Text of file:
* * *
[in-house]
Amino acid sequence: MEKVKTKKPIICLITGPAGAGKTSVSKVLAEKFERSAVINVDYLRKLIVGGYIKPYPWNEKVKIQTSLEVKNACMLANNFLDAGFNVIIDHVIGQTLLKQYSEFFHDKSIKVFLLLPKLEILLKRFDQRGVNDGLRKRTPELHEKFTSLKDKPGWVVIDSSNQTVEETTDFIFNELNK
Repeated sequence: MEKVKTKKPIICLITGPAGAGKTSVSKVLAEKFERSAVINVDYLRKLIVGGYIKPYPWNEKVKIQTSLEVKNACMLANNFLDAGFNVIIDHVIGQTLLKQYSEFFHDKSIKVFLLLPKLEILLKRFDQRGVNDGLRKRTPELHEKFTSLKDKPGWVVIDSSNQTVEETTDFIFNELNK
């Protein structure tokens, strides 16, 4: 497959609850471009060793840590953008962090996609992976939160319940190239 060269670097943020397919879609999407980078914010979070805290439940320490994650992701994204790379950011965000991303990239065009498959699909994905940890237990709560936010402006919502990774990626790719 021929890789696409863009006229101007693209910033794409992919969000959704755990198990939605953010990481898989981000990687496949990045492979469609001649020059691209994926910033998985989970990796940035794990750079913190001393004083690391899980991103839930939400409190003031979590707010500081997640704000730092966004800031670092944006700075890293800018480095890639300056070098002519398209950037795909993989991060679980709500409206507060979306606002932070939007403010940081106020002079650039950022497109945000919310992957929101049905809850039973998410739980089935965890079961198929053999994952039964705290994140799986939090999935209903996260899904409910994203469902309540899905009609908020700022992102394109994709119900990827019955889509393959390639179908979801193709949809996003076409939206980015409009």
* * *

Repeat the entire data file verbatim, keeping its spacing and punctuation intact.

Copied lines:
[in-house]
Amino acid sequence: MEKVKTKKPIICLITGPAGAGKTSVSKVLAEKFERSAVINVDYLRKLIVGGYIKPYPWNEKVKIQTSLEVKNACMLANNFLDAGFNVIIDHVIGQTLLKQYSEFFHDKSIKVFLLLPKLEILLKRFDQRGVNDGLRKRTPELHEKFTSLKDKPGWVVIDSSNQTVEETTDFIFNELNK
Repeated sequence: MEKVKTKKPIICLITGPAGAGKTSVSKVLAEKFERSAVINVDYLRKLIVGGYIKPYPWNEKVKIQTSLEVKNACMLANNFLDAGFNVIIDHVIGQTLLKQYSEFFHDKSIKVFLLLPKLEILLKRFDQRGVNDGLRKRTPELHEKFTSLKDKPGWVVIDSSNQTVEETTDFIFNELNK
């Protein structure tokens, strides 16, 4: 497959609850471009060793840590953008962090996609992976939160319940190239 060269670097943020397919879609999407980078914010979070805290439940320490994650992701994204790379950011965000991303990239065009498959699909994905940890237990709560936010402006919502990774990626790719 021929890789696409863009006229101007693209910033794409992919969000959704755990198990939605953010990481898989981000990687496949990045492979469609001649020059691209994926910033998985989970990796940035794990750079913190001393004083690391899980991103839930939400409190003031979590707010500081997640704000730092966004800031670092944006700075890293800018480095890639300056070098002519398209950037795909993989991060679980709500409206507060979306606002932070939007403010940081106020002079650039950022497109945000919310992957929101049905809850039973998410739980089935965890079961198929053999994952039964705290994140799986939090999935209903996260899904409910994203469902309540899905009609908020700022992102394109994709119900990827019955889509393959390639179908979801193709949809996003076409939206980015409009």